Tibetan Mastiffs Continue to Suffer After Yushu Quake
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Dog food shortages are not the only problem faced by mastiff breeders.
Medicine has become extremely important for injury treatment and disease prevention, Tseom said.
Most needed were those for diarrhea, and vaccines for rabies, he added.
Many breeders feared that the present food and medicine shortages could cause more mastiff deaths, and greater financial losses.
Breeder Tsering who lost 17 dogs in the quake, regrets he did not sell his best dog Jiangyuan King before the quake.
"Someone offered me 1.8 million yuan (about US$265,000). Now he is dead, killed by the quake, along with 11 others after their shelter collapsed," said he.
"They could not escape. I had chained them up to stop them being stolen," said Tsering with a sigh.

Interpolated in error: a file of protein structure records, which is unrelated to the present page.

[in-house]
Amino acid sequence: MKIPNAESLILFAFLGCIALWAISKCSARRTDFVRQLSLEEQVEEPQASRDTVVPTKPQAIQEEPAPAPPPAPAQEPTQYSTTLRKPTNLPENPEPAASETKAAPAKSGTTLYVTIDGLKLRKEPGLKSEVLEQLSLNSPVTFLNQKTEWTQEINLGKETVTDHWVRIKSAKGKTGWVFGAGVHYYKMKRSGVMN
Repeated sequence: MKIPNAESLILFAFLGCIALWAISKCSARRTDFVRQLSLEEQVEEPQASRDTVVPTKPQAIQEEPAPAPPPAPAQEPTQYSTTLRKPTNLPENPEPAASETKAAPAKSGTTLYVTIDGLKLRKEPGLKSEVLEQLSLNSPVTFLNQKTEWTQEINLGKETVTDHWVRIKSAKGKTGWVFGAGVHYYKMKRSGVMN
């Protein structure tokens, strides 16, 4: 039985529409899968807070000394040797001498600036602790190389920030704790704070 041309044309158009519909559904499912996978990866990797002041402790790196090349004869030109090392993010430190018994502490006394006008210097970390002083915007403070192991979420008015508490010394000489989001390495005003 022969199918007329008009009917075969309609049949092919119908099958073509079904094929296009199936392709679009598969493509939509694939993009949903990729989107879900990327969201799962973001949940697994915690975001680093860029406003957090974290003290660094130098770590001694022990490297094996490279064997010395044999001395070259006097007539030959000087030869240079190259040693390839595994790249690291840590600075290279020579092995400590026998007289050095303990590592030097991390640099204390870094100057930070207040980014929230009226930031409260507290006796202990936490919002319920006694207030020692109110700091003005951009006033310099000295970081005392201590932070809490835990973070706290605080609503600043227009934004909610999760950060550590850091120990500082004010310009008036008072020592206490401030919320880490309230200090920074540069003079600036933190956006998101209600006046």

Five puppies also died a few days after the quake of starvation and disease, Tsering added.
"Mastiff breeding is not as profitable as some believe. I used to have more than 30 mastiffs. The meat to feed them would cost me nearly 1,000 yuan a day. I'd lose money if the puppies did not sell for a good price," he said.H An average mastiff can normally sell for more than 100,000 yuan, but only the top ones go for more than a million.
Drarin Tashi, a 46-year-old mastiff breeder who had invested more than 200,000 yuan on 16 mastiffs, was also pessimistic.
"Five of them died in the quake, and the rest have only got slimmer and slimmer. No one wants to buy mastiffs anymore. I don't know what to do," he said.
(Xinhua News Agency May 10, 2010)